Depression is a common, but serious illness that affects as many as 15 percent of college students according to the American College Health Association (ACHA).  Symptoms can last for weeks, months or years if left untreated.  However, most people, even those with severe depression, can get well with appropriate treatment.  Appropriate treatment usually involves short-term psychotherapy and/or medications. 

Depression is comprised of multiple symptoms including: depressed mood, problems with concentration, lack of sleep or increased sleep, fatigue or loss of energy, loss of interest or pleasure in almost all activities, difficulty making decisions, increased or decreased appetite, psychomotor agitation or retardation, feelings of worthlessness and guilt, suicide ideations with or without plans and behaviors.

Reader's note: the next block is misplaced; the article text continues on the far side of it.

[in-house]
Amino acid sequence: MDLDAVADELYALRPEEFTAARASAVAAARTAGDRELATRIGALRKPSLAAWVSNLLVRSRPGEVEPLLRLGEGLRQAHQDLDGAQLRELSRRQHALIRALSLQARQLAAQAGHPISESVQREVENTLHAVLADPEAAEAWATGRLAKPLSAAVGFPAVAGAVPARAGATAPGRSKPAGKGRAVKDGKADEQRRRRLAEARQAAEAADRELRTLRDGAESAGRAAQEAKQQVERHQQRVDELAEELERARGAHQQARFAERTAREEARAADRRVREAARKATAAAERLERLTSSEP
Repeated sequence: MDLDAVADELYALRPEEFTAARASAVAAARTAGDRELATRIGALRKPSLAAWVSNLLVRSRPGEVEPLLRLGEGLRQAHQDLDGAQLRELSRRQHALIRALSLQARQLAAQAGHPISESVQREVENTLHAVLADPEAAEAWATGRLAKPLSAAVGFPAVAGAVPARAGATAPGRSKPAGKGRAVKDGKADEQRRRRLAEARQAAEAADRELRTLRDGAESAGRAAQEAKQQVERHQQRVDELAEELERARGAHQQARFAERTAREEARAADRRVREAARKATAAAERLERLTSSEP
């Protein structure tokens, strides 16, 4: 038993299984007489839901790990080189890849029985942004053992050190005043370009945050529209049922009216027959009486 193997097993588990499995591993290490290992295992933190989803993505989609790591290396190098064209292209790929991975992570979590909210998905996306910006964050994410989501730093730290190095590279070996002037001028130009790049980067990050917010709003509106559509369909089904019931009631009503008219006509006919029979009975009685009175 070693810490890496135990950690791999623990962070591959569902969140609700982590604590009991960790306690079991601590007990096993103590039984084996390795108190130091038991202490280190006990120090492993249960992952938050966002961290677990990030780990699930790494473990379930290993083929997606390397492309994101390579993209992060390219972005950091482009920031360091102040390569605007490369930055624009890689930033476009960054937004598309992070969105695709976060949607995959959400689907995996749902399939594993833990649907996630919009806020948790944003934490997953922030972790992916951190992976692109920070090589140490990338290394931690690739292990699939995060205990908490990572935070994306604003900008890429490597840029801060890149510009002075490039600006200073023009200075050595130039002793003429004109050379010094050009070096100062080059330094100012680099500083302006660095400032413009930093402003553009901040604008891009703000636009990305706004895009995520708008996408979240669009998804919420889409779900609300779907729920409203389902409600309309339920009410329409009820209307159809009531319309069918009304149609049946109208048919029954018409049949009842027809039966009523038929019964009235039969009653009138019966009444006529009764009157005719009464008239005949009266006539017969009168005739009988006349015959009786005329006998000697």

If you or anyone you know is thinking that life isn't worth living anymore, STOP and ASK FOR HELP.  Suicidal feelings can be intense but the impulse will pass, especially if you talk to a friend, relative, counselor or member of the clergy to get some relief from the emotional pain and make plans for getting ongoing support.  For more information on how you could be helpful, see How to Help a Friend who is Suicidal.

Faculty, staff, and student groups can also learn how to help prevent suicide by receiving specialized training on this topic.  Click here for more information.

If you are wondering whether you or someone you care about may be suffering from depression, call the BSC-Counseling Center for a confidential consultation at 716-878-4436.  You may also contact the Crisis Services 24-Hour Hotline at 716-834-3131 or the National Suicide Prevention Lifeline at 1-800-273-TALK (8255). 

For more information about depression and suicide, visit  the American Foundation for Suicide Prevention or the Suicide Prevention Resource Center.